According to the literary source of the Pentateuch that the critics call the "Priestly Document," yhwh "appeared to Abraham, Isaac, and Jacob as El Shaddai" (Ex. 6:3). The traditional English rendering of the obscure Hebrew term ʾEl Shaddai as "God Almighty" goes back to ancient times. The Septuagint renders Shaddai as Pantokrator, "All-powerful" this is followed by the Vulgate's Omnipotens, "Omnipotent." Apparently, this rendering is based on an ancient rabbinic interpretation, sha, "who," and dai, "enough," i.e., "He who is self-sufficient" (e.g., Ḥag. 12a); thus, the Jewish translators Aquila and Symmachus in the early centuries c.e. translated shaddai by Greek hikanos, "sufficient, able." But this definition can hardly be taken as the true etymology of the term. No fully satisfactory explanation of it has yet been accepted by all scholars. The term is often explained as a cognate of the Akkadian word šadū, "mountain," either in the sense that ʾEl Shaddai would mean "God the Mountain" (cf. ẓur, "Mountain," an epithet of God, e.g., Deut. 32:4, 30, 37); the abode of "ʾEl of Heaven," or ʾEl Shaddai could mean "ʾEl-of-the-Mountain," i.e., of the cosmic mountain, the abode of "ʾEl. of Heaven." The ending -ai of shaddai would be adjectival, as in Ugaritic ʾrṣy (to be vocalized ʾarṣai), "She of the Earth," the name of one of the three daughters of the Ugaritic ʾEl. No Ugaritic equivalent of ʾEl Shaddai has yet been found. Deities known as šdyn are mentioned in the ninth-eighth century *Balaam text unearthed at Deir Alla (probably biblical Sukkoth) in Jordan. In the Bible the full name, ʾEl Shaddai, is used only in connection with Abraham (Gen. 17:1), Isaac (Gen. 28:3), and Jacob (Gen. 35:11; 43:14; 48:3). The word Shaddai alone occurs as God's name in the ancient oracles of Balaam (Num. 24:4, 16), in poetic passages (Isa. 13:6; Ezek. 1:24; Joel 1:15; Ps. 68:15; 91:1; and 31 times in Job), and even in archaizing prose (Ruth 1:20–21). Moreover, Shaddai is an element in Israelite names with parallels in ancient sources, such as Ammishaddai ("My Kinsman is Shaddai" Num. 1:12) and Zurishaddai ("My Mountain is Shaddai" Num. 1:6).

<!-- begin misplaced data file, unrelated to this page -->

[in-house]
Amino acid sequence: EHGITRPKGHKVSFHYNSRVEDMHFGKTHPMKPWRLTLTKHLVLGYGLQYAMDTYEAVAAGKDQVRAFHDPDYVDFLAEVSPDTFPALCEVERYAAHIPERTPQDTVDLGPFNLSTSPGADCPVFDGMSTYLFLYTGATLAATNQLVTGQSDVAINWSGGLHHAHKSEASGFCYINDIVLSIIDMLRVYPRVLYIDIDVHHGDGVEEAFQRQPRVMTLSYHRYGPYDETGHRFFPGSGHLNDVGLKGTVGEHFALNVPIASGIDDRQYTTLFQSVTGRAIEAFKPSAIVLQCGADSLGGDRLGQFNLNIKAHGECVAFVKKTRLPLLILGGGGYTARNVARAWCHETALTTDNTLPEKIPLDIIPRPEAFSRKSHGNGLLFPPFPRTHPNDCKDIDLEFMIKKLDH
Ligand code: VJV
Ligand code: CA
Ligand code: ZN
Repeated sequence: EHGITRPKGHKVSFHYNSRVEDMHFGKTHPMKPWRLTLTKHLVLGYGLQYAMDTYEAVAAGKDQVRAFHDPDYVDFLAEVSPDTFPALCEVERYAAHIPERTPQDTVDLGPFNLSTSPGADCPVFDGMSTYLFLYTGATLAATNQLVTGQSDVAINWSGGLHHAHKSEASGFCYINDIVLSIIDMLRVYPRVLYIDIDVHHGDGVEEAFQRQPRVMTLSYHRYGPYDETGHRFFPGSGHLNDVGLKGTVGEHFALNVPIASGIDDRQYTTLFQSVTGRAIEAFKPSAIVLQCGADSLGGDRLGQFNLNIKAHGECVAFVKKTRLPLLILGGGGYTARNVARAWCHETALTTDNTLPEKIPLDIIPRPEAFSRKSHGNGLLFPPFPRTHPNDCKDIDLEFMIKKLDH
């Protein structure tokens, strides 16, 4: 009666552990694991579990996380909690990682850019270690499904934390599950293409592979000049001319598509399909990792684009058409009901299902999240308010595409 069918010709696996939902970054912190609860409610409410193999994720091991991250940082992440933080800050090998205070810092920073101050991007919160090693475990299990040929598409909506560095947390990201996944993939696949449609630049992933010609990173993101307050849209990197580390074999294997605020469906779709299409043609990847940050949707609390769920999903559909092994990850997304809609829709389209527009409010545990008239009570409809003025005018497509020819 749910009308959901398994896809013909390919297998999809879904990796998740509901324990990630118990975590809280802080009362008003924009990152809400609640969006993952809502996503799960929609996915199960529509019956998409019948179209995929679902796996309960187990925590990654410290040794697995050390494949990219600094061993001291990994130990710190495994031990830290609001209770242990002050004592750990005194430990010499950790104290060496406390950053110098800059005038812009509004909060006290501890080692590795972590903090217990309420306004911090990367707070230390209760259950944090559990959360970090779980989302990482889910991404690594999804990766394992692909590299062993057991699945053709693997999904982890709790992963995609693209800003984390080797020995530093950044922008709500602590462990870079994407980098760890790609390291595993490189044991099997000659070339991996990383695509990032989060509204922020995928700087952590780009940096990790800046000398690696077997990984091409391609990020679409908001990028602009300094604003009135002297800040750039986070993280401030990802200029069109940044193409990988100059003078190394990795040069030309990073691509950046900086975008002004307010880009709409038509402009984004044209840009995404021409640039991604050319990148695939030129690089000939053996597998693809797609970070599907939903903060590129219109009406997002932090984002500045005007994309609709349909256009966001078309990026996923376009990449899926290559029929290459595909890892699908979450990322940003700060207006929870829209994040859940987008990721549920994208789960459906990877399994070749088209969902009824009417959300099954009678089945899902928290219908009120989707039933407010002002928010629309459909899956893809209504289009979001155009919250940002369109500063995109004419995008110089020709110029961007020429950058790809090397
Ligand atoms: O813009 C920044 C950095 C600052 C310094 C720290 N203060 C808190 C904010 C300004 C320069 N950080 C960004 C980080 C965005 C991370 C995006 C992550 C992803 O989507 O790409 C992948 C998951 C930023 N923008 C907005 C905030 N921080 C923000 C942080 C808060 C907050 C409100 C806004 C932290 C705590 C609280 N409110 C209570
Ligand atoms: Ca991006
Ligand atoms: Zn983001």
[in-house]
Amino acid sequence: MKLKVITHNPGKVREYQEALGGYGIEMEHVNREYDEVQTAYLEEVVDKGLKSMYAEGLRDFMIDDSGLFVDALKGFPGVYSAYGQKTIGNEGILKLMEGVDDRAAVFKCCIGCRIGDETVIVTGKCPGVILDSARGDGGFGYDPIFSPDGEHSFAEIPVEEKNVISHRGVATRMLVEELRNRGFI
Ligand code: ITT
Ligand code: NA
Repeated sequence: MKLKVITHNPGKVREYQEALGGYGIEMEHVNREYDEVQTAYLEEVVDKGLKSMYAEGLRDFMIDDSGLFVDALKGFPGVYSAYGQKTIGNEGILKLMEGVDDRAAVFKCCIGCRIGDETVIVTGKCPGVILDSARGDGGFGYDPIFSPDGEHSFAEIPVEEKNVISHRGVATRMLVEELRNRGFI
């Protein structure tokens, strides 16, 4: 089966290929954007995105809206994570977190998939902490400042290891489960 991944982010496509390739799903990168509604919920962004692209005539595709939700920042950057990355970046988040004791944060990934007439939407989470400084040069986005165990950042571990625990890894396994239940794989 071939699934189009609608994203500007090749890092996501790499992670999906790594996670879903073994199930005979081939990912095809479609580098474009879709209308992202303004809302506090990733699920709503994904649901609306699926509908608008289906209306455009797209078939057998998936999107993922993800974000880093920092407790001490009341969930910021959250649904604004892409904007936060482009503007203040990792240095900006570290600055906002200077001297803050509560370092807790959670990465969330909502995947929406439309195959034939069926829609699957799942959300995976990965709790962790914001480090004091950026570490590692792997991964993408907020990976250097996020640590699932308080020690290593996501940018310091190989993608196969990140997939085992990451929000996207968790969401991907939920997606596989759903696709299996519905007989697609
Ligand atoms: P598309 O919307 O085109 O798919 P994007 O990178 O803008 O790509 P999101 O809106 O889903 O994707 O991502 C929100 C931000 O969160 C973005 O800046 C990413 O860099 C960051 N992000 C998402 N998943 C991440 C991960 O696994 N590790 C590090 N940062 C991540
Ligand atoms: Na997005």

The divine name ʾEl Ro ʾi occurs in Genesis 16:13. After Hagar was driven away by Sarai (Sarah) and fled into the western Negev, at a certain spring or well she had a vision of God, "and she called yhwh who spoke to her, 'You are ʾEl Ro ʾi.'" The meaning of the word "Roʾi" in this context is obscure. By itself it can be either a noun, "appearance" (i Sam. 16:12), "spectacle" (Nah. 3:6), or a participle with a suffix of the first person singular, "seeing me," i.e., who sees me (Job 7:8). Therefore, ʾEl Ro ʾi could mean either "the God of Vision" (who showed Himself to me) or "the God who sees me." The explanation of the divine name that is given in the second half of the same verse (Gen. 16:13b) is equally obscure. As the Hebrew text now stands, it is usually rendered as "She meant, 'Have I not gone on seeing after He saw me [aharei ro ʾi]?'" (jps, 1962), or, "She meant, 'Did I not go on seeing here [halom] after He had seen me?'" (E.A. Speiser, Genesis (1964, 117). In the following verse (16:14) it isstated: "Therefore the well was called Be ʾer-Laḥai-Roʾi." This name is explained in a footnote as "Apparently, 'The Well of the Living One Who sees me'" (jps). However, on the basis of the name of the well, E.A. Speiser (op. cit., p. 119) would emend the unvocalized Hebrew text of Genesis 16:13, hgm hlm rʾyty ʾḥry rʾy, to read hgm ʾlhm rʾyty wʾḥy, "Did I really see God, yet remain alive?" The name of the well he would then take to mean, "Well of living sight." Since the well was in the region occupied by the Ishmaelites (and Hagar was the mother of Ishmael), the divine name, ʾEl Ro ʾi, may have been proper to the Ishmaelites rather than to the Israelites.